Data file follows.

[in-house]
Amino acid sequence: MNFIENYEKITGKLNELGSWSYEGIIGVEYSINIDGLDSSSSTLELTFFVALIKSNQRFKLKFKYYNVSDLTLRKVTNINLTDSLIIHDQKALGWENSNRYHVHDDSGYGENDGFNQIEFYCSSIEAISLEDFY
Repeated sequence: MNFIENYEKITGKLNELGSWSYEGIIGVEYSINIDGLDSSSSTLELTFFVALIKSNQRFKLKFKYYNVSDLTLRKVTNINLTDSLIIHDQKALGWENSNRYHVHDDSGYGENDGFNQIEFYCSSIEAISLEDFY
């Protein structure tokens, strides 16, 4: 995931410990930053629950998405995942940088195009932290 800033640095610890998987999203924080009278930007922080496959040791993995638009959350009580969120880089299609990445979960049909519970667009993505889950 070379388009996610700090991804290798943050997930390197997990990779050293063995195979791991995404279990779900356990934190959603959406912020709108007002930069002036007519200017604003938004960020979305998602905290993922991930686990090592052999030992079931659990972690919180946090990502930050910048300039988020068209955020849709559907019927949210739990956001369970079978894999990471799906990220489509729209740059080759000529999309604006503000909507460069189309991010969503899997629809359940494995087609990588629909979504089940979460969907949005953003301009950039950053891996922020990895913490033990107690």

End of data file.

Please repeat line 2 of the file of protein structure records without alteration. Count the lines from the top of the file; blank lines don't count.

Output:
Amino acid sequence: MNFIENYEKITGKLNELGSWSYEGIIGVEYSINIDGLDSSSSTLELTFFVALIKSNQRFKLKFKYYNVSDLTLRKVTNINLTDSLIIHDQKALGWENSNRYHVHDDSGYGENDGFNQIEFYCSSIEAISLEDFY